I’ve been cleaning my study. Today I discovered that the table behind my desk is white. Earlier in the week I learned the desk itself is brown, chipped Formica. I said hello to these old friends, who’ve been smothered by paper piles I hadn’t cleared away for longer than I care to commit to print.
They are safe with me, these vintage relics. The desk has been in our family since we bought it second hand in the 1970s when the Talon Zipper Factory left our little Pennsylvania town. It’s been to New Orleans and Cleveland and now here to Northern Virginia, used by various family members and still far too useful to replace with something sleek and lovely. Every book I’ve written has been written on this desk. There is just the slightest chance that if I moved on to something new, I might never be able to write again. It’s just possible the desk is magic. Who’d want to chance it?
I’m not only “attached” to my desk and to far too many things in my too-small office. I am attached to a host of items in my kitchen. My oldest son is not afraid to point this out to me. When he shrieks over a pan from the 1950s I explain that his grandmother made brownies in that pan. He sits me down and points out that he knew his grandmother, that even though she’s been gone many years he still remembers her well. His grandmother would NOT want me to keep that pan.
Fast forward to this week. My husband, who would rather pull out his fingernails than go to a mall, turns into a wild man at Costco. On Monday as he was throwing everything in sight into our cart, he spied a set of half-sheet baking pans and in they went. I explained that new pans were great, they’d complement my jelly roll pan. He said no, they were to REPLACE the jelly roll pan. Hadn’t I looked at it recently? Dented, blackened, well used. He’s afraid the aforementioned oldest son will never visit again if he catches sight of it.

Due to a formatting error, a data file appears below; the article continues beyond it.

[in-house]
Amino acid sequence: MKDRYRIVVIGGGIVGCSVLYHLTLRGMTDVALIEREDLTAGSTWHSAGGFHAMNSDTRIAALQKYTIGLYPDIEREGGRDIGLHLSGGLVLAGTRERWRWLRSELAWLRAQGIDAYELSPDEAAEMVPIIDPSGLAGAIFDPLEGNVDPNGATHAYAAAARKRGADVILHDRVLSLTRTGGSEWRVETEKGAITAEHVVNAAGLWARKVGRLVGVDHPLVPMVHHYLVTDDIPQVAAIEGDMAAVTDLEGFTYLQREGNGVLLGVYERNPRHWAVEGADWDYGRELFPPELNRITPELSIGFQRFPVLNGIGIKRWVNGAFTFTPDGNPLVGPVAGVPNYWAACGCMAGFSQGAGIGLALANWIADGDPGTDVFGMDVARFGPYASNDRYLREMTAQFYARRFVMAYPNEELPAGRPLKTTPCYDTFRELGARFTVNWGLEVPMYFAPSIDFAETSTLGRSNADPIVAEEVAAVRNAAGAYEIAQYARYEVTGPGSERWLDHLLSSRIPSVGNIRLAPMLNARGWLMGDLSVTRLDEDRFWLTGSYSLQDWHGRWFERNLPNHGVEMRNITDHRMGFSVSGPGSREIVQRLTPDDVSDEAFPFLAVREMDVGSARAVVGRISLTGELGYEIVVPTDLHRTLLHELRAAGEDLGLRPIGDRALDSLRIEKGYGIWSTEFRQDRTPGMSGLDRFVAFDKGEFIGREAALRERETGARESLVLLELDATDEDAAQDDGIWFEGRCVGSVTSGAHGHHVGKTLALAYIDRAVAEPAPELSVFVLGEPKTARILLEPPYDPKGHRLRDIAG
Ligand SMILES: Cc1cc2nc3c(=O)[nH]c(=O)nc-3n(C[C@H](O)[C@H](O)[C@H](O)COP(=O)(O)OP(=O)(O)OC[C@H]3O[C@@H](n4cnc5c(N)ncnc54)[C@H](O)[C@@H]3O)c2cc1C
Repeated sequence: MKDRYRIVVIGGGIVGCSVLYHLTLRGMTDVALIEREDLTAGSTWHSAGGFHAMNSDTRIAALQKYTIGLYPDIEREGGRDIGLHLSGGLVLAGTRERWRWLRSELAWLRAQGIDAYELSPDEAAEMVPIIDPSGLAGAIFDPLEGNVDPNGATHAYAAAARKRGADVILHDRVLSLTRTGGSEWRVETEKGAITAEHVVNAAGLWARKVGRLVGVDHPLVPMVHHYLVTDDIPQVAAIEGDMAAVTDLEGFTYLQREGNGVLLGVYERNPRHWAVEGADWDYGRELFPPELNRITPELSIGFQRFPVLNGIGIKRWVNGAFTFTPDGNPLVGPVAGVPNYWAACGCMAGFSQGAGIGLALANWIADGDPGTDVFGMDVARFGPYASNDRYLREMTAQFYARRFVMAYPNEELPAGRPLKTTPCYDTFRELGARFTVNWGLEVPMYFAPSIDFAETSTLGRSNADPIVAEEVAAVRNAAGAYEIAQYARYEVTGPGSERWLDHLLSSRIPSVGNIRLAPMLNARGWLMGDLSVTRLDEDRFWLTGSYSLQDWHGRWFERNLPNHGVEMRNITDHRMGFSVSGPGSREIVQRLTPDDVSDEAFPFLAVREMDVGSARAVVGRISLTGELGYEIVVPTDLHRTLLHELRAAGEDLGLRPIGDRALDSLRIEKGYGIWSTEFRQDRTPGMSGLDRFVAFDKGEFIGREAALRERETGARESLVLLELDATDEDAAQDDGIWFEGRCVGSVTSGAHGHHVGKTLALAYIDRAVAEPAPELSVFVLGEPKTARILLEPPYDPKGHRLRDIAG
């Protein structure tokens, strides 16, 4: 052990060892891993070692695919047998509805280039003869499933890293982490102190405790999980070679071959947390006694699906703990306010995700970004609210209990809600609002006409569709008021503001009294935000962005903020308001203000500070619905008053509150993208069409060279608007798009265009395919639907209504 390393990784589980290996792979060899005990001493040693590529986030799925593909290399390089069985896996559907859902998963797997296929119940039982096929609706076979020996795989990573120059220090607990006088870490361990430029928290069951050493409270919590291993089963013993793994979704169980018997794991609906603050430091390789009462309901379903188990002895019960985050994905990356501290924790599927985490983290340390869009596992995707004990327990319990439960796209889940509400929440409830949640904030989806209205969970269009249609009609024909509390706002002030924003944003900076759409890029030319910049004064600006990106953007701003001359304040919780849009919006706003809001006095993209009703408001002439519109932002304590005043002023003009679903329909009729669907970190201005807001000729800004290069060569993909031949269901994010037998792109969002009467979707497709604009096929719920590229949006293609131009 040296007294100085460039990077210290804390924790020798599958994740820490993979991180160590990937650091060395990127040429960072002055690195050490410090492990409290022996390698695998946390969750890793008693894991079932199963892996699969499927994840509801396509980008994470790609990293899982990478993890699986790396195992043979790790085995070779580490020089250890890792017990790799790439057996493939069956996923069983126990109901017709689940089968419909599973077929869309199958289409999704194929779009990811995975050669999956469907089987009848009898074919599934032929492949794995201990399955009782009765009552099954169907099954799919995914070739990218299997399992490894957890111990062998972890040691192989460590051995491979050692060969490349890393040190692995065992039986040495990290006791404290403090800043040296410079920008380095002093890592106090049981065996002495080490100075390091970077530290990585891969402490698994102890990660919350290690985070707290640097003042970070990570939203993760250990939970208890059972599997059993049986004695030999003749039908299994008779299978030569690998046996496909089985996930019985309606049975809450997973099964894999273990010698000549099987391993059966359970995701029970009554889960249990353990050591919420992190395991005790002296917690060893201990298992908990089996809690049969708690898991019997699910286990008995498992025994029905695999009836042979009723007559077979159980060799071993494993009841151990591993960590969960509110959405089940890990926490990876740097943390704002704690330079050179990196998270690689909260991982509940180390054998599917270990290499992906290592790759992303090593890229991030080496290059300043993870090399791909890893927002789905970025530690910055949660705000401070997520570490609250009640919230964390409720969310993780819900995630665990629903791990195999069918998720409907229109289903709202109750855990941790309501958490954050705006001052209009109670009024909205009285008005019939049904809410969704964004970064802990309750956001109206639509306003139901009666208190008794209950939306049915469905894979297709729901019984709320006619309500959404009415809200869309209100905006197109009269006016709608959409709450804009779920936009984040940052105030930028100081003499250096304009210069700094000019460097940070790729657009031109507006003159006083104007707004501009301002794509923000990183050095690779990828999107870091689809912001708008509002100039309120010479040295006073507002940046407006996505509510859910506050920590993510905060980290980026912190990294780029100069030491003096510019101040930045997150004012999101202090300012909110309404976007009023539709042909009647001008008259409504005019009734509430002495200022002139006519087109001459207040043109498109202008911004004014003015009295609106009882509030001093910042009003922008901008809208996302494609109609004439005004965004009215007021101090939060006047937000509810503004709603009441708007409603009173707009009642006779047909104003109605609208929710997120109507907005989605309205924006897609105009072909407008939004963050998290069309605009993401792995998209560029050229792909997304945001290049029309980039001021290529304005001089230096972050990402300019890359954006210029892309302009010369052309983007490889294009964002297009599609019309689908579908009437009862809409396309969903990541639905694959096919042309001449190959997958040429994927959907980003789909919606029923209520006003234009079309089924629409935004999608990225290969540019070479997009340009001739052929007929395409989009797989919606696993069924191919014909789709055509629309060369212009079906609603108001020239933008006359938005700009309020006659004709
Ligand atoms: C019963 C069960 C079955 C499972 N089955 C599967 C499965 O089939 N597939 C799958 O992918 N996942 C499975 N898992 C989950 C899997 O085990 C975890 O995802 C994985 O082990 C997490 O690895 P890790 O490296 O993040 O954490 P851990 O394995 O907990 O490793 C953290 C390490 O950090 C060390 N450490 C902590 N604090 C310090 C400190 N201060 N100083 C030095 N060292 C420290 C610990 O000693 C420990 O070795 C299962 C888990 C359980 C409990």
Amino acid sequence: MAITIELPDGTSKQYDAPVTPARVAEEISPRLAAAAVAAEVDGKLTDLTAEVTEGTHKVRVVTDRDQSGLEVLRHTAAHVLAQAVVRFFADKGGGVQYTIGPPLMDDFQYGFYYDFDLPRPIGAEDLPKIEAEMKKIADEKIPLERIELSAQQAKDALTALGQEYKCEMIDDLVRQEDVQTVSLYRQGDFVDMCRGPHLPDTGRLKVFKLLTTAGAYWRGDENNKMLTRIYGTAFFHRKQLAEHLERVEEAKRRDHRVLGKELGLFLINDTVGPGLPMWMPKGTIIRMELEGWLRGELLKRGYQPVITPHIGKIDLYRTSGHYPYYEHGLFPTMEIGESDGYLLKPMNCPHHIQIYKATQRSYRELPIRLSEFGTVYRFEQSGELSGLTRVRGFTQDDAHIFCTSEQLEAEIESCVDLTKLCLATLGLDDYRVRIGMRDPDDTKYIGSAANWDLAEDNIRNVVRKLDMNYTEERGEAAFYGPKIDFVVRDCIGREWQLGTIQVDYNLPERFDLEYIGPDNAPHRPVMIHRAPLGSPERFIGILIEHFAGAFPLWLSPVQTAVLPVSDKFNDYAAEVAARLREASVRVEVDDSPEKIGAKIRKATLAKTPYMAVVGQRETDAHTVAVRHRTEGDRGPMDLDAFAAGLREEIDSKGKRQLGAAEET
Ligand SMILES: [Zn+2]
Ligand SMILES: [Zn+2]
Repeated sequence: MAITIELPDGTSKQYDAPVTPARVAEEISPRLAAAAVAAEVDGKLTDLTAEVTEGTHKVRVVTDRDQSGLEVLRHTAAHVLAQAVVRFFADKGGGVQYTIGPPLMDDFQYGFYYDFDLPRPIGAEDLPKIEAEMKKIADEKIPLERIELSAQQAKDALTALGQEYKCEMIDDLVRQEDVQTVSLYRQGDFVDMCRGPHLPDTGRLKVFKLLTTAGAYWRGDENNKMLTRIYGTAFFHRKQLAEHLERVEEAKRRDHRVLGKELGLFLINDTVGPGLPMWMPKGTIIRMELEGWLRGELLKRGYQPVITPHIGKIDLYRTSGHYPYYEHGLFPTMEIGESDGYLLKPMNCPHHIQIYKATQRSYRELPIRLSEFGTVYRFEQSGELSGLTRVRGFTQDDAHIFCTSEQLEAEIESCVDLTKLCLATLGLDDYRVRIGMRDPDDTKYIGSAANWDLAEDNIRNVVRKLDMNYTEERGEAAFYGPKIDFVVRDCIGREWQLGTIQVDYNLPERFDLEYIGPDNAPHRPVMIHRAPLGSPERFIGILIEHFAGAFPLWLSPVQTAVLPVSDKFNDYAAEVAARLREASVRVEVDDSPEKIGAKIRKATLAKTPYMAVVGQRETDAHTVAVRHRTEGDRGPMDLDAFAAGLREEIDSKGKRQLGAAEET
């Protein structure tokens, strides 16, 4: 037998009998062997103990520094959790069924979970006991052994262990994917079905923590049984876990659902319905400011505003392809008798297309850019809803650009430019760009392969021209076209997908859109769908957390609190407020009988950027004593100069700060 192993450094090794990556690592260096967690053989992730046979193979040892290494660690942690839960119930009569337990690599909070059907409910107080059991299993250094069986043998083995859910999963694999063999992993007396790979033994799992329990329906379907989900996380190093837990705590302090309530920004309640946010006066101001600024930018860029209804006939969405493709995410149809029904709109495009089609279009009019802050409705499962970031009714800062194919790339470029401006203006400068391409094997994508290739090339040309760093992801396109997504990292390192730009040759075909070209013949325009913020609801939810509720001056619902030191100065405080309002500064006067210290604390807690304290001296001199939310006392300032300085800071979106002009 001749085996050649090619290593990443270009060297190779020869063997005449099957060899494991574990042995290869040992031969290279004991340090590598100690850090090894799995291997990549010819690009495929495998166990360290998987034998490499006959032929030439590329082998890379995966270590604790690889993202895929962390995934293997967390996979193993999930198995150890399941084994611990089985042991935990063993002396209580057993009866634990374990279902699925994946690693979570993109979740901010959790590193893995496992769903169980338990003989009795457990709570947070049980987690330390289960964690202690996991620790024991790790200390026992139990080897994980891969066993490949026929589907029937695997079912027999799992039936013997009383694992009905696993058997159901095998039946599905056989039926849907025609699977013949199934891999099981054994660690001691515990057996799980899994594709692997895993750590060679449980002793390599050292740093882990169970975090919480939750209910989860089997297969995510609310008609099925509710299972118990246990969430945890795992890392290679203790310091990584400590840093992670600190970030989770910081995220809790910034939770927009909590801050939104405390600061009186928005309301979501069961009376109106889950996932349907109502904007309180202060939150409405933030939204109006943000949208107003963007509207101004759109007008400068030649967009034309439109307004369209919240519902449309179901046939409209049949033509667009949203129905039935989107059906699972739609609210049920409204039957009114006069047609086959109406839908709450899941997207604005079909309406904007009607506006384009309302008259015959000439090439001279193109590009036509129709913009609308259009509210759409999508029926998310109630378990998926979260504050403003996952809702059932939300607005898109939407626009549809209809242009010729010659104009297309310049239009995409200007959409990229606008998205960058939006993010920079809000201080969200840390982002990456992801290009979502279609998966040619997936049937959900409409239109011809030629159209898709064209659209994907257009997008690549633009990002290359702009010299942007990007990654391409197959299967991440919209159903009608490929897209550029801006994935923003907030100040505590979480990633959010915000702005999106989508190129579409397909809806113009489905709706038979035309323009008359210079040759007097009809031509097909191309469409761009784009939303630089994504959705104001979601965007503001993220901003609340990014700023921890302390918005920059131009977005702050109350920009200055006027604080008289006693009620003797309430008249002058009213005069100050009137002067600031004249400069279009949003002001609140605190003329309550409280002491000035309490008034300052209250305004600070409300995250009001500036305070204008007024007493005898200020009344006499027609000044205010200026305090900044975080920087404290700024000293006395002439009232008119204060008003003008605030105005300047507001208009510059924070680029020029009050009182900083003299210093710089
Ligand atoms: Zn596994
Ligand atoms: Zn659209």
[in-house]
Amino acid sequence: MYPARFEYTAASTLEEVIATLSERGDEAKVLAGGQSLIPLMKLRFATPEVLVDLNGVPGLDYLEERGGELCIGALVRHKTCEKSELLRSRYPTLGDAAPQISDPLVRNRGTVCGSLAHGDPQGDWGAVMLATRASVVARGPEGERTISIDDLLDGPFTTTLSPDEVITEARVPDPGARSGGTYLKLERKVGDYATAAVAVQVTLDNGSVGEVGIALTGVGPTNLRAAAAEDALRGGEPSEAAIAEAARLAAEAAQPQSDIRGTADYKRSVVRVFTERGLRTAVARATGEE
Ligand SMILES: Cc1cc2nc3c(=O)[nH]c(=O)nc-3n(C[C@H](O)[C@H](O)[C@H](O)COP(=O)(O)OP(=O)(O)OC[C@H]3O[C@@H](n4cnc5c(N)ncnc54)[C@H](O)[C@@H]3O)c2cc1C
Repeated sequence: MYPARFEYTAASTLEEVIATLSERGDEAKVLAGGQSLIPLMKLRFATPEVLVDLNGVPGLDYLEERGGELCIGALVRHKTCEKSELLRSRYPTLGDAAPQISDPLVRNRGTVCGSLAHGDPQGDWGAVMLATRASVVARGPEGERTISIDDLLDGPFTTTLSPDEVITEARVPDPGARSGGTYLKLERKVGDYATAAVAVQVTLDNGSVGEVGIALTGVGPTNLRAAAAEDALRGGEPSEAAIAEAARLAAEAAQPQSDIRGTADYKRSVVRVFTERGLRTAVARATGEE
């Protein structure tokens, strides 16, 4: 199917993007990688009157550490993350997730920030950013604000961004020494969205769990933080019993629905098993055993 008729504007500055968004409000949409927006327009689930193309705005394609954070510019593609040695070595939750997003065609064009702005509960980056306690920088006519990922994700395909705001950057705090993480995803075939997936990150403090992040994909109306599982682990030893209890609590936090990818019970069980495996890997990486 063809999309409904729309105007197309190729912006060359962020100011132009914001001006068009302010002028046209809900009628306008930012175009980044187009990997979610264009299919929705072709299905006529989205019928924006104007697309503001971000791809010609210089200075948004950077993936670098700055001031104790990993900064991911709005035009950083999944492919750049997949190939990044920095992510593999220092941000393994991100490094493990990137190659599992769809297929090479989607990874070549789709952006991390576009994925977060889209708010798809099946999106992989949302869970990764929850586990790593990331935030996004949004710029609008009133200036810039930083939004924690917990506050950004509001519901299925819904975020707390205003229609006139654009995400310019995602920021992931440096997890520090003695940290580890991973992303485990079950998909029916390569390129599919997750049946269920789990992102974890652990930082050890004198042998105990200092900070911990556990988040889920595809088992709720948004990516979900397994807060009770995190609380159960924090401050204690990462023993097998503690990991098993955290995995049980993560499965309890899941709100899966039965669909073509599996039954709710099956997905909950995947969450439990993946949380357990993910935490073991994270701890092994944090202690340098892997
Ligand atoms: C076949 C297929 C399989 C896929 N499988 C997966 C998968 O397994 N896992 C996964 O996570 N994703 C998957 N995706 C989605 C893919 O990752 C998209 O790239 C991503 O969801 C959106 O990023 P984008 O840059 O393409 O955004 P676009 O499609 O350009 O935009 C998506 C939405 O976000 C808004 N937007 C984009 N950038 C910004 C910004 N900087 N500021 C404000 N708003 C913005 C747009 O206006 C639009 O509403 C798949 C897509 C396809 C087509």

I explained that the new pans were not quite the same size, but no matter. When we got home, he pulled out the jelly roll pan and showed me every dent, every flaw. And finally, he convinced me. Into the trash went the jelly roll pan. My sad, rejected jelly roll pan. I couldn’t watch.
That night in bed I realized that the pan in question is my focaccia pan. How would I now bake focaccia? Would I be forced to change my recipe? And would the new pans hold enough oats when we make mueseli? Then, of course, there are roasted vegetables. Are the sides of the new pans high enough to contain this favorite of our weekly menus?
I resolved to sneak the pan out of the trash the next day, and decision made, went back to sleep. Then, before dawn, I was awakened by the weekly garbage pickup, apparently on steriods this morning. I’d waited too long. My pan was now history. Judging how long it would take me to run outside in my pajamas and scare the crew, I pulled the covers over my head and mourned.
An hour later I sadly dragged myself out of bed to discover that the garbage truck had only taken the recyclables. Of course the truck would be back. Very soon. Unfortunately I was still in my pajamas, whereas my husband was on his way out the door to walk the dog.
How do we know for certain we are loved? We ask the impossible. We ask the ridiculous. We know we can because we’ve done it before.
The pan is back in my kitchen now. Gleaming, smiling. My husband is shaking his head, but for his efforts? I smell a pan of rosemary focaccia in his future. Baked in the pan that’s absolutely perfect for it.